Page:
CLIENT APPRECIATION.

 

 

"The staff at SNU-Therapy are very knowledgeable and friendly to their clients. I have previously been in other therapy places and the SNU staff seemed like they knew more about my problem and did the right things to solve it. Other places were good but not as good as snu. I would def recommend this place to other people."

-Mark M.

"The staff, treatment and care SNU-Therapy offers is absolutely phenomenal. Not only did I leave feeling rejuvenated but I admired the time and effort taken by the staff to educate me on the proper rehabilitation needed for me to maximize my physical health. SNU therapy is my first recommendation!"

-Tiffany F.

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Do You Have An Eating Disorder?

When thoughts, feelings and behaviours related to managing food and weight begin to interfere with our everyday activities.An eating disorder has negative effects on overall health - emotional, social and physical.  It may cause the individual to feel tired and depressed, decrease mental functioning and concentration, and can lead to malnutrition with risk to bone health, physical growth and brain development.

Development 

Many societal, familial and individual factors that can influence the development of an eating disorder. Individuals who are struggling with their identity and self-image can be at risk, as well as those who have experienced a traumatic event.    Often an eating disorder signals that the person has deep emotional difficulties that they are unable to face or resolve.  People with eating disorders often describe a feeling of powerlessness. By manipulating their eating, they get a false sense of control in their lives. In this way, an eating disorder develops out of a method of coping with the world. This coping, however, is merely a mask, as it does not solve the life problems that the person is experiencing.


Clinical eating disorders

Anorexia nervosa - When you lose a lot of weight because you're hardly eating anything, and might over-exercise. You probably can't or don't admit how underweight you are. You may not initially look very thin, but may be far too thin to support your health. You can be so thin that every bone in your body shows, but still feel "fat". When you feel fat it makes it hard to ask for help or hear advice from others because, to you, "fat" has come to mean "being bad". You could also know that you are much too thin but don't make changes because you're so afraid of food and gaining weight. To you, this would represent losing control over yourself.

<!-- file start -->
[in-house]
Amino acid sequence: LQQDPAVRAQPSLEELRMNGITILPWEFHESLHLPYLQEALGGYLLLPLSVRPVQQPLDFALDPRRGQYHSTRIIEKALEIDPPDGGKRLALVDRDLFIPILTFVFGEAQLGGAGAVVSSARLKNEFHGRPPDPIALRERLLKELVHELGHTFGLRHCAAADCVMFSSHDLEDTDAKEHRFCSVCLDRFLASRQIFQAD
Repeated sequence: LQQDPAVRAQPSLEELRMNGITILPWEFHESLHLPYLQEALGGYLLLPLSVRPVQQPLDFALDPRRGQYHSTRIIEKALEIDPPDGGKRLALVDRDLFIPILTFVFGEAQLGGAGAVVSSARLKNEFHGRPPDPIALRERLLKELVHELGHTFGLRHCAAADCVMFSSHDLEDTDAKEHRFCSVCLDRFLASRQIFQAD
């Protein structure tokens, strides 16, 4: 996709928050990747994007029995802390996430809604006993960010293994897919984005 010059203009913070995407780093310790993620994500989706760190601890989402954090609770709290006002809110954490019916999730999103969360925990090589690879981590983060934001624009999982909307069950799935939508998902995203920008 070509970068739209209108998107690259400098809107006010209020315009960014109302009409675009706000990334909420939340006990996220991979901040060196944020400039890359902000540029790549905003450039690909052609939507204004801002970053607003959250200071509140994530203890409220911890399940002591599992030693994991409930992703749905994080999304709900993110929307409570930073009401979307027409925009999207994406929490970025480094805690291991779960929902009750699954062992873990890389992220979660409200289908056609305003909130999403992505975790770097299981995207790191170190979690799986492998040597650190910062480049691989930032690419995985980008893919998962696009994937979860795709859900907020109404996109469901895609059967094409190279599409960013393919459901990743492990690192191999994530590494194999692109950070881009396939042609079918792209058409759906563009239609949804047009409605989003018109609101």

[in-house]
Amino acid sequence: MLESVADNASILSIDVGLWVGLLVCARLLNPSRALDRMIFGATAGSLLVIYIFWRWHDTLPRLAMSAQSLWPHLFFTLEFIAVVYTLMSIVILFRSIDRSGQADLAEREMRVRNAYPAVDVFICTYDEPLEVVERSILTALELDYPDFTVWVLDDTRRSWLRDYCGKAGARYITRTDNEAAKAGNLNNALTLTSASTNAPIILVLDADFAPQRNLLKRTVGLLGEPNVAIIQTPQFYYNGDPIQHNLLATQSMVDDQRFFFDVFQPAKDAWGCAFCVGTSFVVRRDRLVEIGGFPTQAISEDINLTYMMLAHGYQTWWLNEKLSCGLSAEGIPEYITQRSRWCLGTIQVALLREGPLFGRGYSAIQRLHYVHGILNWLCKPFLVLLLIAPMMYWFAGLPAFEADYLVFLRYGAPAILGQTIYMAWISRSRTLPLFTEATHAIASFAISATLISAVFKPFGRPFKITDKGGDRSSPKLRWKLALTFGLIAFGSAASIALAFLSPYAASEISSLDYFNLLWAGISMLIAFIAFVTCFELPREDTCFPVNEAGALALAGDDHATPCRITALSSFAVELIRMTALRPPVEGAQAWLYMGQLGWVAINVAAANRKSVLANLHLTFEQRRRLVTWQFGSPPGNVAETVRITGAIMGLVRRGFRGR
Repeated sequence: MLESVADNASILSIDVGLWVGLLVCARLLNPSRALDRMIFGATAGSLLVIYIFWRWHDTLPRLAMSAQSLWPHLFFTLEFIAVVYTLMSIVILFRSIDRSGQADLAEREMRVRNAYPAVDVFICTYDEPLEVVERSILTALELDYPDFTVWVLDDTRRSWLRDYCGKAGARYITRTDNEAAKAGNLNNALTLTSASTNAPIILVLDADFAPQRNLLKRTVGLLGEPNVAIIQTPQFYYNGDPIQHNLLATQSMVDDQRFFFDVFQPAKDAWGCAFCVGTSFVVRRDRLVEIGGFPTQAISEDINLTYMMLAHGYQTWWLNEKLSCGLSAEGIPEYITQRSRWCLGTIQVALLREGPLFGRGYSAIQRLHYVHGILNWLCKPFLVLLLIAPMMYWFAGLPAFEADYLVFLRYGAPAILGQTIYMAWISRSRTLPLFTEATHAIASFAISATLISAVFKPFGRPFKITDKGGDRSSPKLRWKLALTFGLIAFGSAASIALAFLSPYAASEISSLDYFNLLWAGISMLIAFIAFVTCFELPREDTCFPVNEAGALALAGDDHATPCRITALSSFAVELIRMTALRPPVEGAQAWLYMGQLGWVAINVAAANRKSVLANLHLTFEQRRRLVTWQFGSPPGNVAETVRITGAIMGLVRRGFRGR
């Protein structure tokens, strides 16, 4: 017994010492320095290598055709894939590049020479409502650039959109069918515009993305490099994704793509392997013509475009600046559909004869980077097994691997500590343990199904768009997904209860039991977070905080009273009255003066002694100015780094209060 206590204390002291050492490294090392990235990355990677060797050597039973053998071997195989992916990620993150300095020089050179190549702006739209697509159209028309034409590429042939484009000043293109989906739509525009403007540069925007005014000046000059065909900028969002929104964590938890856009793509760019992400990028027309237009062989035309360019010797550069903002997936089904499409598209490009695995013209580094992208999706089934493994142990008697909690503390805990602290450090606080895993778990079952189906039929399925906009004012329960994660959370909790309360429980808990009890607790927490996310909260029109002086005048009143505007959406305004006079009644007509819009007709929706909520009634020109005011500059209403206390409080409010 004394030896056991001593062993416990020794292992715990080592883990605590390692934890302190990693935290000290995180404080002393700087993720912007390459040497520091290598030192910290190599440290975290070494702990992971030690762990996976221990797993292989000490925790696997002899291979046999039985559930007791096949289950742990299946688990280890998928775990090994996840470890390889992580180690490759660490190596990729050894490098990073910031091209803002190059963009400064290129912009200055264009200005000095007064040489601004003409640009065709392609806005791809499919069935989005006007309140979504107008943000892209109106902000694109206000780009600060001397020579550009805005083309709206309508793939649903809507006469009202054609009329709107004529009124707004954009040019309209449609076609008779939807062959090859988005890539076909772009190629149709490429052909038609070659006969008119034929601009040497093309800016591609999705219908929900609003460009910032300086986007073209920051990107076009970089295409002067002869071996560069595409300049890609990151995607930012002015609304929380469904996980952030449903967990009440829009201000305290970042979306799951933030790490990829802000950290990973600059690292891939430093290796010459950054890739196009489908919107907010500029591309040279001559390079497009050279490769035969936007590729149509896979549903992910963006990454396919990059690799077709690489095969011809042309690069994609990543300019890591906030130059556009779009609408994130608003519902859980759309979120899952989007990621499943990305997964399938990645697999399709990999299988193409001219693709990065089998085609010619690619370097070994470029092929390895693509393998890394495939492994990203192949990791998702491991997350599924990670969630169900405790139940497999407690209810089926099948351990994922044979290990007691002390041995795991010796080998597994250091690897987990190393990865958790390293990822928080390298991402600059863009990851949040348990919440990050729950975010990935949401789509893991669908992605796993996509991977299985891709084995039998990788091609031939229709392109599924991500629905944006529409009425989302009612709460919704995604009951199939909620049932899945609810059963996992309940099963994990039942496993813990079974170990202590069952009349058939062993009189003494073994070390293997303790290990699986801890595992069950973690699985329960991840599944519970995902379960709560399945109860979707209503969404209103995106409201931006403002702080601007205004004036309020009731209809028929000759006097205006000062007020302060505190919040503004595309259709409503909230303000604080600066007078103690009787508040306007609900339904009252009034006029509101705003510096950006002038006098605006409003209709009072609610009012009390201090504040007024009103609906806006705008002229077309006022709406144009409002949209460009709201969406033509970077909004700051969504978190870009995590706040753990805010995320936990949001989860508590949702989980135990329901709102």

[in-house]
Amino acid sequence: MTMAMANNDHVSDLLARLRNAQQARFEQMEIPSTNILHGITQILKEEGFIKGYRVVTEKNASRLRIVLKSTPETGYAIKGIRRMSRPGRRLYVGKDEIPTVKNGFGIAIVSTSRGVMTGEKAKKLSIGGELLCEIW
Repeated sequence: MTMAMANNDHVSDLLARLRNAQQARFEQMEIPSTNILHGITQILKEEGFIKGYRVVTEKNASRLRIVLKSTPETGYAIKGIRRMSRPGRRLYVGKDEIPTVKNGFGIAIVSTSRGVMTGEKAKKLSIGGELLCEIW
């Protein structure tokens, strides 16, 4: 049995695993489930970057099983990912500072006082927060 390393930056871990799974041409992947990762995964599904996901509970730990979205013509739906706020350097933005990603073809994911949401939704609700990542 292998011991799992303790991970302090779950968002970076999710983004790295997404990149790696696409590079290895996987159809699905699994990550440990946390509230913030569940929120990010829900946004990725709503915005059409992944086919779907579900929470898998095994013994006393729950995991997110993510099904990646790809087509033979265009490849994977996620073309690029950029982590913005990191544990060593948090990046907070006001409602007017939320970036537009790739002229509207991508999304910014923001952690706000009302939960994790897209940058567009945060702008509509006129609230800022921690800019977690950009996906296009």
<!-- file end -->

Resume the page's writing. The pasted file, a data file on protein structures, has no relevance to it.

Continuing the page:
Bulimia nervosa - When you binge and purge. You eat out of control and then try to get rid of the calories. You fast, make yourself vomit, abuse laxatives, or exercise too much. These ways of purging harm your body and don't help you accomplish what you want. Your weight may go up and down a lot.

Binge-eating disorder (BED) - When you eat so much you're uncomfortable, eat to comfort yourself, eat in secret, or keep eating as part of a meal or between meals. You feel a lot of shame or guilt about your eating. Binge eating is also called compulsive eating. It is not the same as bulimia because you do not usually try to get rid of the food you've eaten.

Eating Disorder Not Otherwise Specified (ED-NOS) - Individuals who experience a mix of anorexia, and/or bulimia, and/or binge-eating symptoms, but who don't fall neatly into one of the medical categories, are said to have an Eating Disorder Not Otherwise Specified (ED-NOS).

Treatment

The first and most critical step towards recovery is accepting that you have a serious problem. There are a variety of different treatment options available for those struggling with eating disorders, it is important to find the treatment, or combination of treatments, that works best for you.

Therapist: Therapy is crucial to treating anorexia and bulimia. There are many ways a therapist can work with you, including addressing any feelings of shame and isolation caused by your eating disorder.

Nutritional counselling: The goal of a nutritionist or dietician is to help you incorporate healthy eating behaviours into your everyday life.

Support groups:  provide a safe environment where you can talk freely about your eating disorder and get advice and support from people who know what you’re going through.

Whatever your age or gender, it may seem like there's no escape from your eating disorder, but it's within your reach. With treatment, and support, you can overcome your eating disorder and gain true self-confidence.

 

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